If you have a long memory, you will recall that this iconic estate was part of Terry Theise’s opening Austrian portfolio. We were therefore delighted when the brothers Erich and Walter Polz approached us to see if we would be interested in resuming relations, since we had nothing but positive recollections of our earlier cooperation.  Styrian wines sell with the utmost of ease on the Austrian market, but have not done as well in America, perhaps because they compete so directly with other countries practising the “international” varieties, often at lower prices. So credit our farsighted friends for consciously offering us their wines at extremely competitive prices. The quality is unimpeachable across the range, from the entry-level  teirische Spiegel range to the trophies emanating from their celebrated single sites of Hochgrassnitzberg and Obegg. Polz has grown to a quite considerable size over the years.  The core estate in Spielfeld sits quite literally on the Slovenian border, and offers as dramatic a picture as can be imagined, with its intersecting patchwork of vineyards trained at different angles across the steep folds of this verdant landscape. Because rainfall is so heavy in this region, grass and other cover crops are allowed to freely grow in all the rows, both to encourage competition and to fix the soil against erosion. For several years, Polz also managed the estate of Rebenhof, in the neighbouring village of Wittsheim. That estate was taken back by its owners, but Polz retained some vineyards here, too. They also have their famed Theresienhöhe site in the Kitzegg area. Then, in 2008 they bought the estate of the bankrupt producer Tscheppe in Leutschach. This came complete with an exceptional Sekt cellar, so sparkling wine is now a significant part of the producer’s programme. They also converted the building into a magnificent hotel which also offers a deservedly popular restaurant where you can drink just about every Polz wine offered at risibly reasonable prices. And then, ever questing for new frontiers, Polz has joined with several other leading Styrian growers to open up a regional tasting project called Vinofaktur. And, in future, you can look for wines from the Thermenregion, where they have taken over the grand but neglected estate called Thallen.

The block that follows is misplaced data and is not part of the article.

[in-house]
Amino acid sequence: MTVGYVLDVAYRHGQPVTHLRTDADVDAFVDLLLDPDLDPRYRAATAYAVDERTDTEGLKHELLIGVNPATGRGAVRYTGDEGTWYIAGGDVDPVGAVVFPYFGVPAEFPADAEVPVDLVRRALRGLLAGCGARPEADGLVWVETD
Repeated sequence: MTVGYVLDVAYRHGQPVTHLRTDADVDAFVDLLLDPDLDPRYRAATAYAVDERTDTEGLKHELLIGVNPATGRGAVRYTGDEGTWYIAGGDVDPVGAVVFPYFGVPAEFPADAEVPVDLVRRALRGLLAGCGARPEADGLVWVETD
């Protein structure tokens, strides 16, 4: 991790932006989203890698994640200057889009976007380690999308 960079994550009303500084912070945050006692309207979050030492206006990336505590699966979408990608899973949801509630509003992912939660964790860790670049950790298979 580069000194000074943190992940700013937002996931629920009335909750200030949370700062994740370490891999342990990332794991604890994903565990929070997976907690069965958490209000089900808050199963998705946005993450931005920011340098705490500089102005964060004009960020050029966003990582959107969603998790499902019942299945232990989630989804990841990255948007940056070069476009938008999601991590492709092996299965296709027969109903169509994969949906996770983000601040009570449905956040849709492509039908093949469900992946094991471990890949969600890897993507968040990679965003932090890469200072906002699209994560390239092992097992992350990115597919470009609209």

Styria is joining the DAC system soon, which is going to bring with it some very interesting changes to how the wines are categorized and sold. Young Christoph Polz, who has been making the wines now for the last several years, seems exceptionally well qualified to face the many challenges this and other developments will present him with. Our initial selection of wines is designed to showcase Polz’s mastery of Sauvignon, as well as showing
off a couple of their other tricks.

Available Wines

Polz 2016 Sauvignion Blanc Spielfeld 84/88 (Steiermark) – [6/750]

We snapped up the last few remaining bottles of this sensational wine that hails from the home vineyards of Grassnitzberg and Hochgrassnitzberg. The tiny hail-and-frost reduced yields of 2016 had the silver lining of endowing the wine with uncommon thrust, authority and length. Musky and important. Styria near its best.

Polz 2017 Sauvignon Blanc Klassik (Steiermark)

While Welschriesling is the most planted variety in Steiermark as a whole, Sauvignon has always been Polz’s calling card, and was largely responsible both for their and the region’s high reputation. This wine is a blend from their various holdings and showcases admirably the Styrian genius for recognizable but not overt Sauvignon expression. As such, it can hold its own against the its peers from the Loire and New Zealand.

Polz 2017 Steirische Spiegel (Riesling – Sauvignon Blanc)

This wine is quite simply one of the most ridiculous bargains in the history of Austrian wine. Riesling is not a big thing in Steiermark, but Polz has a small area planted to it in their best sites of Grassnitzberg and Hochgrassnitzberg, where it thrives on the limestone-rich soils. The class asserts itself spectacularly, while the idea of blending in Sauvignon Blanc is simply inspired, the two varieties melding seamlessly and unexpectedly.  Overall, the wine is tender and snappy, with a cool green tone and quince fruit. (70% Riesling, 30% Sauvignon Blanc)

Polz 2017 Weissburgunder Klassik (Steiermark)

There is a quiet authority to this wine, which avoids all ostentation and excess. The limestone soils suit this variety perfectly, and lend the wine an intriguing smokiness. An electric attack leads to a medium-bodied palate replete with juicy fruit and wet-stone minerality.